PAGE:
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The Graduate

The Graduate (Mike Nichols, 1967)

Brilliantly-directed film concerning the misadventures of Benjamin Braddock (Dustin Hoffman), an upper-class college graduate who returns to his posh L.A. family home with little thought of what to do with his future. In fact, his first day home, his parents throw him a welcome-home party populated by all the parents' friends, but Benjamin feels like a fish out of water, although he fatefully decides to drive home Mrs. Robinson (Anne Bancroft), and thus the virginal Benjamin begins a sensual trip down the rabbit hole with the unhappy, alcoholic older woman. Things really come to a head when Benjamin realizes that he prefers the company of Mrs. Robinson's college-aged daughter Elaine (Katharine Ross), but Mommy will stop at nothing to keep the "kids" apart.

Although The Graduate is wonderfully-acted and is based on a sparklingly-witty script by Buck Henry and Calder Willingham, it's really Mike Nichols' fastidiously-entertaining direction, in conjunction with DP Robert Surtees and song score team Simon & Garfunkel which helps keep the film miles ahead of the competition to this very day. In fact, I'd go so far as to say that the direction and cinematography of this film are among the finest ever seen in cinema history. Right from the opening shot of Benjamin arriving at and leaving LAX, he's framed in the corner of the image as an outsider, while "The Sound of Silence" plays over the credits. After Ben arrives home, most of the scenes are done in long takes with incredibly-beautiful-and-deeply-thematic photography utilized to draw you into Ben's "world of silence". He just doesn't relate to life back at home, and as each scene plays out in its own excitingly-creative style, even the casual viewer can see the importance of pre-planning the visual complexity of all the scenes for maximum emotional impact. To me, The Graduate is a comedy, first and foremost, a satire of the rich, complacent California lifestyle second, and a powerful human drama third. The script and Dustin Hoffman really make it pay off as a comedy, but it's the rest of the cast which adds to its satiric weight, not the least of whom is Murray Hamilton (Mayor Vaughn in Jaws) as Mr. Robinson. Let's not forget that other Jaws connection, Richard Dreyfuss! But weighing the whole thing to the Earth and making it much more poignant is the complex way that Nichols and Surtees shoot the film, and then the way that Nichols utilizes Sam O'Steen's editing, along with the songs, to assemble a film which far outdoes the French New Wave at their own game.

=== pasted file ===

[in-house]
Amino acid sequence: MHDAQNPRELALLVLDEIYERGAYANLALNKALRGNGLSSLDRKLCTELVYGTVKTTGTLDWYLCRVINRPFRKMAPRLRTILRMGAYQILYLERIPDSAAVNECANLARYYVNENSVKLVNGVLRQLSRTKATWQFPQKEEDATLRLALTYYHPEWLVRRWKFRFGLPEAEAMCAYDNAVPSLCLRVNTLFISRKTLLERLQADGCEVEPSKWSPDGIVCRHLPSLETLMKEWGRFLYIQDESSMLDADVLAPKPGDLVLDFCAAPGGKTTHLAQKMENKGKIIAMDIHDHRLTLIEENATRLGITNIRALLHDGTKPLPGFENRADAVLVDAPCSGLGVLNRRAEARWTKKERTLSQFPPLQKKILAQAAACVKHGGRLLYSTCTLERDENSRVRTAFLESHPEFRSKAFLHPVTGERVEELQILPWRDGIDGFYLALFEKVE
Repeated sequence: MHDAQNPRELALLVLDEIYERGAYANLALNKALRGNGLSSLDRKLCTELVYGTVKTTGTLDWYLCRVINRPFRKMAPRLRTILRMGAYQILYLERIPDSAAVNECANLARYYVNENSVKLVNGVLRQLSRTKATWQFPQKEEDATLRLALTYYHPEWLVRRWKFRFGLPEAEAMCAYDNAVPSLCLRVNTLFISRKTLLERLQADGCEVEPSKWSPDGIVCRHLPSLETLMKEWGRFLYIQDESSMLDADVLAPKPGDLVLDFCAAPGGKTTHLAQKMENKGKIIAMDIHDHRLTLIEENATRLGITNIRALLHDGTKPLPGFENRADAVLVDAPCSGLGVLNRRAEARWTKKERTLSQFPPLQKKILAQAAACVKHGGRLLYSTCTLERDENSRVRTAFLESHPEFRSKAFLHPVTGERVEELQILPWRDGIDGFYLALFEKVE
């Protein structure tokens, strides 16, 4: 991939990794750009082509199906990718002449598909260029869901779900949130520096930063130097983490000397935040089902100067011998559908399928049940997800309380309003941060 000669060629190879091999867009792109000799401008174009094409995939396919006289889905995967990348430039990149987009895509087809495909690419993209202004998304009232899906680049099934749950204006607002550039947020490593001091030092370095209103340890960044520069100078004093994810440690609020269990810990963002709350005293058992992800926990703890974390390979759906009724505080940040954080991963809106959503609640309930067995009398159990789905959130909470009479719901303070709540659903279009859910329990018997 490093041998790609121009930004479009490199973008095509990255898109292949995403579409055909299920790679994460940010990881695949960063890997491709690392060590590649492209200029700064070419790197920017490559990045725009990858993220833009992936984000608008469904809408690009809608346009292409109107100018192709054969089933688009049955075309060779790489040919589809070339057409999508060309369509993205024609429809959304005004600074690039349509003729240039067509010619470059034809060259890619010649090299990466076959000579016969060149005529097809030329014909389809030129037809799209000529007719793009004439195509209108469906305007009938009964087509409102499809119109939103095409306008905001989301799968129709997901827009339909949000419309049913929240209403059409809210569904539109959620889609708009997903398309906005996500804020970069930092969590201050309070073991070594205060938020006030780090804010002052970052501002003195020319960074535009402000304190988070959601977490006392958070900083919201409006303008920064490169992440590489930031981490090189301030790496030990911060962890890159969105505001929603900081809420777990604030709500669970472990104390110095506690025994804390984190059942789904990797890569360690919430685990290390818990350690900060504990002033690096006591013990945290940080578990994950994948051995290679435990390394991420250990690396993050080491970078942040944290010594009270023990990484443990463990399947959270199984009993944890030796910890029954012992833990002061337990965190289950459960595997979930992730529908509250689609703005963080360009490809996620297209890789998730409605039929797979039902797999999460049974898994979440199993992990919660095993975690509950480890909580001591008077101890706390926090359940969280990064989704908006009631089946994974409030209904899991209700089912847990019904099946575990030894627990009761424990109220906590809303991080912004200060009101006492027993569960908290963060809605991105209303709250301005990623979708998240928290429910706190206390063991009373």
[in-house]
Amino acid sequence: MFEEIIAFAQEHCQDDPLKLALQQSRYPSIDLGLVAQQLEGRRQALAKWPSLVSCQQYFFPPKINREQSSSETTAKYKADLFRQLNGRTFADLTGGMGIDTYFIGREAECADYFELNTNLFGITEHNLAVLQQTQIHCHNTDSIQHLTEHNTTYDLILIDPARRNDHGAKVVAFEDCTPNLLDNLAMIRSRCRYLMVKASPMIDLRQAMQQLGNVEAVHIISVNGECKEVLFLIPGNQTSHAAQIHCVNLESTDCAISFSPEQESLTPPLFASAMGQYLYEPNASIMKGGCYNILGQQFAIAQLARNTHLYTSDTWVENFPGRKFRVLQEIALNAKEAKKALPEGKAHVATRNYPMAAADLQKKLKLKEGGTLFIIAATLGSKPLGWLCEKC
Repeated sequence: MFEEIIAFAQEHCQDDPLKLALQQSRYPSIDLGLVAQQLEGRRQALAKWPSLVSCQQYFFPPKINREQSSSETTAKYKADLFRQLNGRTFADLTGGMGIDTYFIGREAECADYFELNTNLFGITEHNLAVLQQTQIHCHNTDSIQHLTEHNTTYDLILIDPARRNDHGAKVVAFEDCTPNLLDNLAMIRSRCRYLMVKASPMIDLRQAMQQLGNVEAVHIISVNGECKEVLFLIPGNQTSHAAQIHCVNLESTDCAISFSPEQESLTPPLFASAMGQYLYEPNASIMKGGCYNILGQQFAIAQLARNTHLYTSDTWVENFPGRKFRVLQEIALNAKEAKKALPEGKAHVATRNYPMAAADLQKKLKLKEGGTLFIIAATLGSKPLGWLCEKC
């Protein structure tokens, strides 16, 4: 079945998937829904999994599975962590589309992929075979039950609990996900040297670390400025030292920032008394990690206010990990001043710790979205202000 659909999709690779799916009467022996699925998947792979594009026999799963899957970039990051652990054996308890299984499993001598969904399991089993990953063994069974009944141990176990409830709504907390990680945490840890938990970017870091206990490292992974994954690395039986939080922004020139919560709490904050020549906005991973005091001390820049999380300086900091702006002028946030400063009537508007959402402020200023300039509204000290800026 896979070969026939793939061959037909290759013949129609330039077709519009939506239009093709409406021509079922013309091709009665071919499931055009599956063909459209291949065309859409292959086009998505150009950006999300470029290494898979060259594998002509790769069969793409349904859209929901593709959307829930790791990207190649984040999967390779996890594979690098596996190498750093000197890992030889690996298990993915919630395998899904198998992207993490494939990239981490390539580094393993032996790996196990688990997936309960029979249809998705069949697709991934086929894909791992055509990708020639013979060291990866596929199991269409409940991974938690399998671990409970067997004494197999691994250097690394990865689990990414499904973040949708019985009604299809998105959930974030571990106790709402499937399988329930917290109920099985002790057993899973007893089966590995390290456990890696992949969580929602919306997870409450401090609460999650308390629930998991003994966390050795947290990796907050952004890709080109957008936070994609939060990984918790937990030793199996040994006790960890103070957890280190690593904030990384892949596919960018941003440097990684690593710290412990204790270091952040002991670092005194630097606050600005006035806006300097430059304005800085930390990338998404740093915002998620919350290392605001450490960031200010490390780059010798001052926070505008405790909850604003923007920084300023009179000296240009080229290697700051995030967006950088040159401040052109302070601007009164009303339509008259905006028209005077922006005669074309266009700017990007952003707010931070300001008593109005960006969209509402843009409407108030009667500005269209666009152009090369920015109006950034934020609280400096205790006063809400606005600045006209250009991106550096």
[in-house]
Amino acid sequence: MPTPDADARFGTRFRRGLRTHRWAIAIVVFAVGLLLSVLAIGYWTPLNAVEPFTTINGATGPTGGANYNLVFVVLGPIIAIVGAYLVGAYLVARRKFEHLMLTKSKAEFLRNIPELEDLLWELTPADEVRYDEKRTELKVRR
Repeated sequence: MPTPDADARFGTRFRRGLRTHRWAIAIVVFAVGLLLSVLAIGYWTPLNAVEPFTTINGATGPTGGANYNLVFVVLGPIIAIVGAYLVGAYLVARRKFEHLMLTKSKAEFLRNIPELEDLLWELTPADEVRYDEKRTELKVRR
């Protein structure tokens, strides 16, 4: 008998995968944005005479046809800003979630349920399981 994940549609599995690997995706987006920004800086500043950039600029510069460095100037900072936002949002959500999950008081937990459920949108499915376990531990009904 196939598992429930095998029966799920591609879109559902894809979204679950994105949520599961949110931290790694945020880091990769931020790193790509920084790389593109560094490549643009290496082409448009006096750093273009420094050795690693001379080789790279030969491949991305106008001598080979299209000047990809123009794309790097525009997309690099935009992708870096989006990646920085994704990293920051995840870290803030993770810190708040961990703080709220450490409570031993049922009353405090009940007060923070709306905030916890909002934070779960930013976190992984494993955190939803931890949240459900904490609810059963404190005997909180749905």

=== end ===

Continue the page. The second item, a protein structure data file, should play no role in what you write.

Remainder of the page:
Mike Nichols blew my mind with his first film, Who's Afraid of Virginia Woolf?. Coming from a theatrical background, Nichols did show off his cinematic skill subtly in that film, but he reigned himself in to make what was ostensibly a play-shot-on-film (although it was far more intense than both most plays and most films). The Graduate could not be more highly-cinematic. The musical montage of Ben and Mrs. Robinson sharing their silent hotel bed, intercut with Ben at home in his own bedroom and floating in his swimming pool, still retains the pristine power which exemplifies why film lovers love film. It truly can do things which no other art form can do to both engage your senses and your soul. Well, music can too, but music helps push this film over the top in its cinematic grandeur.

Before I sound too much like a Mike Nichols sycophant (OOPS! Too late!), I'll admit that The Graduate cannot maintain its intensity all the way through the film. When it transfers to Berkeley in the second half, some of the air is let out of the balloon. Even so, compared to most films, this latter section of The Graduate is excellent, but some of the musical and editing repetiton becomes apparent. Luckily, The Graduate does contain one of the more intense final 15 minutes in film, involving a sequence where Benjamin drives back-and-forth, totalling over 1200 miles in less than 18 hours, to try to make things right with his true love, all the while dodging the cops and the Robinsons' attempts to marry off Elaine. It all climaxes in one of the better endings of all time.